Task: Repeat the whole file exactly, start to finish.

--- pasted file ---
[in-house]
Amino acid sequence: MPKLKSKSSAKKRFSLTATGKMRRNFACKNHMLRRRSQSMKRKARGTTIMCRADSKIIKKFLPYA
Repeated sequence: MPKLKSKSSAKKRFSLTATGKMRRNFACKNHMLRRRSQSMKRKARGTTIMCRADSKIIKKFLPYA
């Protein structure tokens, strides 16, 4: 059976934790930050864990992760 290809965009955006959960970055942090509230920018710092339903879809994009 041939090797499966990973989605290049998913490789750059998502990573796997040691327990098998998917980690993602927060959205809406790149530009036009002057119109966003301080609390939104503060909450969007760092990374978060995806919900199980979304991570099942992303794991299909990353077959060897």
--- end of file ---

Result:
[in-house]
Amino acid sequence: MPKLKSKSSAKKRFSLTATGKMRRNFACKNHMLRRRSQSMKRKARGTTIMCRADSKIIKKFLPYA
Repeated sequence: MPKLKSKSSAKKRFSLTATGKMRRNFACKNHMLRRRSQSMKRKARGTTIMCRADSKIIKKFLPYA
């Protein structure tokens, strides 16, 4: 059976934790930050864990992760 290809965009955006959960970055942090509230920018710092339903879809994009 041939090797499966990973989605290049998913490789750059998502990573796997040691327990098998998917980690993602927060959205809406790149530009036009002057119109966003301080609390939104503060909450969007760092990374978060995806919900199980979304991570099942992303794991299909990353077959060897």